Many people who considered selling their homes back in late February and early March decided they didn't want strangers in those homes while trying to avoid COVID-19.
Many buyers didn't want to venture out either.
Virtual open houses helped but didn't make up the difference according to Raleigh realtor Lewis Grubbs.
"We have learned a lot from this experience," Grubbs, a senior vice president with Coldwell Banker Advantage, told ABC11.
He said virtual open houses helped but couldn't make up the difference.
So in April he said there was a 5.1% decline in home closings compared to time period last year in the 16-county Triangle Multiple Listing Service area.
But that paled in comparison to sales under contract which were down a whopping 19.3%.
And fewer houses on the market drove up the prices of those that were on the market by 4.6%.
Good news for those selling but it's bad news for those trying to achieve the dream of buying their first home.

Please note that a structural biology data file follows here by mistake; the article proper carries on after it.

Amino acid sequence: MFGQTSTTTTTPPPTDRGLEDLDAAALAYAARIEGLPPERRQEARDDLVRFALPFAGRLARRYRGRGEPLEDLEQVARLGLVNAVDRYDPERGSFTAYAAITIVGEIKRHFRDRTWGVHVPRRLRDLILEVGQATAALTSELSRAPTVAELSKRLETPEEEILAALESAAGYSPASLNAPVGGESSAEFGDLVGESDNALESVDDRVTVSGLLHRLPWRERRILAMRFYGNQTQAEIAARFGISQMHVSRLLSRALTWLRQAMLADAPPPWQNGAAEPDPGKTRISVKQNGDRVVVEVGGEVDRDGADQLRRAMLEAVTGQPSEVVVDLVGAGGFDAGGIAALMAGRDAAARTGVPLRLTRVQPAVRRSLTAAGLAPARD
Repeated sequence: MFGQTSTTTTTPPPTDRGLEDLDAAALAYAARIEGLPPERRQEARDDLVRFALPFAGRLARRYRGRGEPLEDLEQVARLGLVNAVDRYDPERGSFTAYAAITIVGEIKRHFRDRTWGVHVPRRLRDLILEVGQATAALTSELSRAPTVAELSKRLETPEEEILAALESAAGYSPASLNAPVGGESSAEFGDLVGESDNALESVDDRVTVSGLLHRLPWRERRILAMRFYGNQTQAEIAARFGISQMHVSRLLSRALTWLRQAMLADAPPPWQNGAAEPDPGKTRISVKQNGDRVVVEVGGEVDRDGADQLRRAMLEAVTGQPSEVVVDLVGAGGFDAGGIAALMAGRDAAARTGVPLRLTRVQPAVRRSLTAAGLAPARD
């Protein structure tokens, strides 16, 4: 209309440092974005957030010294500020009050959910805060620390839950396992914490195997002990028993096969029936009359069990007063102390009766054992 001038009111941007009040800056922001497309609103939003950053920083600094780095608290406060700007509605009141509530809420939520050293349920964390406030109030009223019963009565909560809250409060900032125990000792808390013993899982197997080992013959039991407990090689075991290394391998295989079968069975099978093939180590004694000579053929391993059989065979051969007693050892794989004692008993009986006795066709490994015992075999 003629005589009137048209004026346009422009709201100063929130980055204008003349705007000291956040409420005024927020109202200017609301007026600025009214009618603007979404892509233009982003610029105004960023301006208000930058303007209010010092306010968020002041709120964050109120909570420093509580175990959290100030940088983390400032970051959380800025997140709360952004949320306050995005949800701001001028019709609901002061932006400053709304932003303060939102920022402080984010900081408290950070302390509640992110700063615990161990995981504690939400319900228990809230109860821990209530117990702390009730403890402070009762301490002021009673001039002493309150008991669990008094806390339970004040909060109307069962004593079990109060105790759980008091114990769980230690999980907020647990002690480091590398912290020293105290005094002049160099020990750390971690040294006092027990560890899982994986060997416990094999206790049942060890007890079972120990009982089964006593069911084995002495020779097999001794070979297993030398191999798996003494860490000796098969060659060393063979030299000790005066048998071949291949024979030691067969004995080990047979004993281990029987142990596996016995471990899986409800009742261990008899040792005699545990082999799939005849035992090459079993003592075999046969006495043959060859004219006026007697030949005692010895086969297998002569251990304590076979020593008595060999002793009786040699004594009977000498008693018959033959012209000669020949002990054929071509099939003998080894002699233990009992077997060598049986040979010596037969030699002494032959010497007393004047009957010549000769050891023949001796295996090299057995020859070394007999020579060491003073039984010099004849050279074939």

"It means that affordable housing becomes less and less available. As the prices go up, less people are in the position to be able to afford them," said Grubbs who is also the president of the Raleigh Regional Association of Realtors.
He said the issue of affordable housing is something that organization has been trying to find answers to.
But COVID-19 has only made the situation worse for those looking for lower priced homes.
"Particularly if they are losing jobs because of COVID," Grubbs said. "Interest rates are still good but people have to have jobs and have to have jobs that pay respectably well in order to be able to afford a home."
Grubbs said agents are looking forward to going back to traditional open houses, with protections of course.
"If people continue to practice responsible real estate, is the way I like to phrase it - proper sanitation, washing their hands, disinfecting, wearing gloves and masks, social distancing, doing the things that we have learned through this process, we think that should there be another occurrence that we'll weather it well."
He said the industry is hoping the next quarter will see business increase and that the third and fourth quarters make up some of what the first quarter lost to the pandemic.
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